Categorized | List Building

Cavity Walls Versus Solid Walls – What Should You Build?

In house construction there are only two design styles available, the Traditional Solid wall and the more modern Cavity wall construction.

The traditional solid wall was popular up until the 1920s where it was superseded by the cavity wall. The cavity wall was in its turn used in unchanged form until the 1970s when it underwent a significant design change when insulation was added to the construction.

In the older traditional method the walls would be constructed in one single solid wall usually 500mm in thickness. This single wall would perform all the necessary duties of supporting the roof and upper floors, preventing water ingress into the living areas and keeping the inside of the property warm.

All too often while the traditional method had no difficulty in performing the first of these three tasks, the job of keeping moisture out and heat in was outside of the solid wall design parameter especially in the cheaper, smaller properties, where the workmanship was and remains very shoddy.

Older properties (with the exception of the larger more expensive properties that were normally very well constructed) often suffer from ground water penetration problems that result in damp walls or rotted timbers in floors or roof spaces and while in the summer the thick walls offered a cool and inviting interior, in the winter months the lack of insulation in the exterior walls resulted in a drafty and very cold living space, which was costly to keep heated.

As a direct result of these problems the cavity wall was born. The advantages of using cavity wall construction are many. Firstly the cavity prevents water from passing across into the interior of the property, which immediately solves the problem of damp walls. Secondly the addition of damp proofing methods ensures that there are no more issues with water ingress from the ground or roof.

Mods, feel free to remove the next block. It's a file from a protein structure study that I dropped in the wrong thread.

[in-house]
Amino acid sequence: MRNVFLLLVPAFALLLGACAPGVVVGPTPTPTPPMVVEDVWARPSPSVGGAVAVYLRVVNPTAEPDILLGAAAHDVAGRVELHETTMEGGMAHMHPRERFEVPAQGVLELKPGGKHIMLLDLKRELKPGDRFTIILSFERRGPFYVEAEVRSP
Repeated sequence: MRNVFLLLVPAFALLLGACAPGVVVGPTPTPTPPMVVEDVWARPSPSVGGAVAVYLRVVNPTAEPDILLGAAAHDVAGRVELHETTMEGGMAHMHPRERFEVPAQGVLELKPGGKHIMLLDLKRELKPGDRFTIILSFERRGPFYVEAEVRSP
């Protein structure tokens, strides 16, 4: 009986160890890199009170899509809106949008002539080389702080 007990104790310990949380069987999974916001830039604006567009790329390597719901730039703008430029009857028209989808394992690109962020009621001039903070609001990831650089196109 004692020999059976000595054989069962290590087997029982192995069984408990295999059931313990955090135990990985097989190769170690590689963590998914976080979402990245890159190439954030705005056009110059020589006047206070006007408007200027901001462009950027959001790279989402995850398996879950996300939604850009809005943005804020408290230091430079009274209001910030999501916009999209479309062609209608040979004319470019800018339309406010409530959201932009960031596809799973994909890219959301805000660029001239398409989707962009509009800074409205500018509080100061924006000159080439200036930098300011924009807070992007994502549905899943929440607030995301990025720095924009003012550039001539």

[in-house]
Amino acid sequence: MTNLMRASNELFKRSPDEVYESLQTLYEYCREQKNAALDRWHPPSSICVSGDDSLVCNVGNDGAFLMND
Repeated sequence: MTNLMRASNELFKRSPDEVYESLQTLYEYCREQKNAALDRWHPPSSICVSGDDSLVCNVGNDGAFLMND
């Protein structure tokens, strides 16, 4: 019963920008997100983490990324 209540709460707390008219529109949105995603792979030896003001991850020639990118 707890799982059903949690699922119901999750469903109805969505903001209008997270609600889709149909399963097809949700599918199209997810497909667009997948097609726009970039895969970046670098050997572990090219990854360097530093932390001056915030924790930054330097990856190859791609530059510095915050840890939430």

The cavity design also offered another benefit in that insulation could be added to the cavity, (although this did not come into effect until the 1970s) helping to retain the heat in the interior living spaces. In today’s energy conscious society there is now an even greater requirement to super insulate our homes.

One point to note is that while cavity construction has secured a lasting place in our home construction there is not and never has been any legislation that enforces this common design.

The use of solid walls has a few benefits that should not be ignored. The first of these is mass. The greater depth of wall offers its own natural insulation and has the natural property of keeping the property cool in warm weather. The wider spread of the wall loading also makes the property stronger and it less likely that the foundations will fail.

The higher cost of construction and the additional design considerations of foundations, dpc and other waterproofing elements are the main reason that this form of construction is no longer used in everyday house construction.

The solid wall construction can also be combined with timber frame construction or as in the case of straw bale building be built completely in straw. The options are endless.

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